Evidence-Based Eddy Makes News Again

An article on evidence-based medicine in Newsweek makes EBM sound alternative and unorthodox--which indeed it was when first controversial proposed.

"With a groundbreaking computer simulation, Eddy showed that the conventional approach to treating diabetes did little to prevent the heart attacks and strokes that are complications of the disease. In contrast, a simple regimen of aspirin and generic drugs to lower blood pressure and cholesterol sent the rate of such incidents plunging. The payoff: healthier lives and hundreds of millions in savings." http://www.businessweek.com/magazine/content/06_22/b3986001.htm

The article quotes Dr. David Eddy as stating: "The problem is that we don't know what we are doing." The article continues: "Even today, with a high-tech health-care system that costs the nation $2 trillion a year, there is little or no evidence that many widely used treatments and procedures actually work better than various cheaper alternatives."

Dr. Eddy's zeal to show the truth, together with his aptitude for mathematics, helped him develop principles of EBM.

The article goes on to state that Eddy was "Dproving that the practice of medicine is more guesswork than science," and "repeatedly punctured cherished physician myths. He showed, for instance, that the annual chest X-ray was worthless, over the objections of doctors who made money off the regular visit. He proved that doctors had little clue about the success rate of procedures such as surgery for enlarged prostates. He traced one common practice -- preventing women from giving birth vaginally if they had previously had a cesarean -- to the recommendation of one lone doctor. Indeed, when he began taking on medicine's sacred cows, Eddy liked to cite a figure that only 15% of what doctors did was backed by hard evidence."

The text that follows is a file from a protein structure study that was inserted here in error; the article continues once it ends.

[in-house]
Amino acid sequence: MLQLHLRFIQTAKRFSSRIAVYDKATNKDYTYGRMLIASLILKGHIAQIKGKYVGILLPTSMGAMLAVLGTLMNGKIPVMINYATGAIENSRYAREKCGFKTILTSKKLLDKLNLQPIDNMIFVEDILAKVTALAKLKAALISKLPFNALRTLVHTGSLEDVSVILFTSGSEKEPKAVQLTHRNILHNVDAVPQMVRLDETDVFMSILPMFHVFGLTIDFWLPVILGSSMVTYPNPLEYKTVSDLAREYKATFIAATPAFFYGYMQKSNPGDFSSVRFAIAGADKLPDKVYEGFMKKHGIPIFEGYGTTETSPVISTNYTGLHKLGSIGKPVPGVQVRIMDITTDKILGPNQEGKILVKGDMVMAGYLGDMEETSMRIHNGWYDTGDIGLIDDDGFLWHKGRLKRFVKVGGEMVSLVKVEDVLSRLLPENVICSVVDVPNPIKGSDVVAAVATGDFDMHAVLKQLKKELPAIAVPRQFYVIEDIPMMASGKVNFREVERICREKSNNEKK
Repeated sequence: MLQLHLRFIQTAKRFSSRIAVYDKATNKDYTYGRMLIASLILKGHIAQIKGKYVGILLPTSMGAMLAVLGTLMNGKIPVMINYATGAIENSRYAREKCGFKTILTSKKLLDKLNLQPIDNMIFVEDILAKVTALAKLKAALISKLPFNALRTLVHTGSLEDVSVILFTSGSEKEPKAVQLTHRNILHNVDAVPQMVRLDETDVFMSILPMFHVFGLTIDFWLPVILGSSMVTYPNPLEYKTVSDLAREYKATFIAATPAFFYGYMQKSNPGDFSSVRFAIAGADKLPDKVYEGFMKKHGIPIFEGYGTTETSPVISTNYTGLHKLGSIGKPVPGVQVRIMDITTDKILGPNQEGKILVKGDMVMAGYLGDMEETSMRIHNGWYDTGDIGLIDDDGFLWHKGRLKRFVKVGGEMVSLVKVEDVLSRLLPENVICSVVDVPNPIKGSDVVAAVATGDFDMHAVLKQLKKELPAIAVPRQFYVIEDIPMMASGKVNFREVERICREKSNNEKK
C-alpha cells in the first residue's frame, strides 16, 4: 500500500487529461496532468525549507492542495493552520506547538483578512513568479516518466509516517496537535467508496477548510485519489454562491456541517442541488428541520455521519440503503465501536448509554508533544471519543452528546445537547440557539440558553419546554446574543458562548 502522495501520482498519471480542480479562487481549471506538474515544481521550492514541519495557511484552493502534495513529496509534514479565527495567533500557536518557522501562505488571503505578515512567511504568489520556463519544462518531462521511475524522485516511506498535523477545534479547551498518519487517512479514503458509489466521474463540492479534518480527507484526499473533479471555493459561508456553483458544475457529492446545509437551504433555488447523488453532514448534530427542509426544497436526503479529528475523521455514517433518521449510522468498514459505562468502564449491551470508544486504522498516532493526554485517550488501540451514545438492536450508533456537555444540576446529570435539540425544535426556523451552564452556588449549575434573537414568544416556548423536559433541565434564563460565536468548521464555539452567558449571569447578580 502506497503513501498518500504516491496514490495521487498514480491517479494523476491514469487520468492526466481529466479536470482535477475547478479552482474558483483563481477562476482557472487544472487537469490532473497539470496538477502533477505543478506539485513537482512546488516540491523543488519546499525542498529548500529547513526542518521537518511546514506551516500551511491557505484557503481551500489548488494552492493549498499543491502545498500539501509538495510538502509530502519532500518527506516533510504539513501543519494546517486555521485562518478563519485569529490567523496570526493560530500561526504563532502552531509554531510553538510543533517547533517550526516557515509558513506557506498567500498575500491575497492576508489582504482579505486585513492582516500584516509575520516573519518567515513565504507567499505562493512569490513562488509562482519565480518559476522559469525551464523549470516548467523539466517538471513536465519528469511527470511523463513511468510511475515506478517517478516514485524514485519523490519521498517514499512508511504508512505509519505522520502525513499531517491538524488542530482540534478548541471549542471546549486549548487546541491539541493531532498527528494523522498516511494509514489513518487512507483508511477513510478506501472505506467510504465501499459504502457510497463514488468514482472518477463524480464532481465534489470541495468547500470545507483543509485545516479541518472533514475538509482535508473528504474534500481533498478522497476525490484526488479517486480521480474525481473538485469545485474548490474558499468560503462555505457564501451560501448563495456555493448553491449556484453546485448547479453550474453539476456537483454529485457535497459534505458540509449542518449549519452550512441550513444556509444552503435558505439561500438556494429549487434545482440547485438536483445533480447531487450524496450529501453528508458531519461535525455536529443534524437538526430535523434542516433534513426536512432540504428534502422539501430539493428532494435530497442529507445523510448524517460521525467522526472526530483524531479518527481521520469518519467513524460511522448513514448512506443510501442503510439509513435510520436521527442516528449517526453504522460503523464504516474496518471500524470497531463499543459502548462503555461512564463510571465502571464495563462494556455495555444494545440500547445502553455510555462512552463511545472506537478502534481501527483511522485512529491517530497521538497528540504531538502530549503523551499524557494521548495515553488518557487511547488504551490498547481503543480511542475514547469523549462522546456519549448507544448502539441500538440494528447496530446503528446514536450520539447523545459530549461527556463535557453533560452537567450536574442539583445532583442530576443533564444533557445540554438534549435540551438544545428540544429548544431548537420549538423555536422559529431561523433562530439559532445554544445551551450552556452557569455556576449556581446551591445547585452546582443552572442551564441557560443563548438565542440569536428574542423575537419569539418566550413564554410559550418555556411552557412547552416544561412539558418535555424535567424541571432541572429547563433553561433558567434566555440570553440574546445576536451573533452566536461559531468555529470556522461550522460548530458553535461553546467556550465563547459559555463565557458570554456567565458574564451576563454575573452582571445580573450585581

Today, EBM is accepted as medical orthodoxy, but in the pioneering days of Dr. Eddy's questioning, he took on "medicine's sacred cows." The piece concludes that although preventive medicine and early testing can save lives, and effective medicine is black and white, "much of the rest of medicine is a dark shade of gray." That makes EBM a new "rallying cry."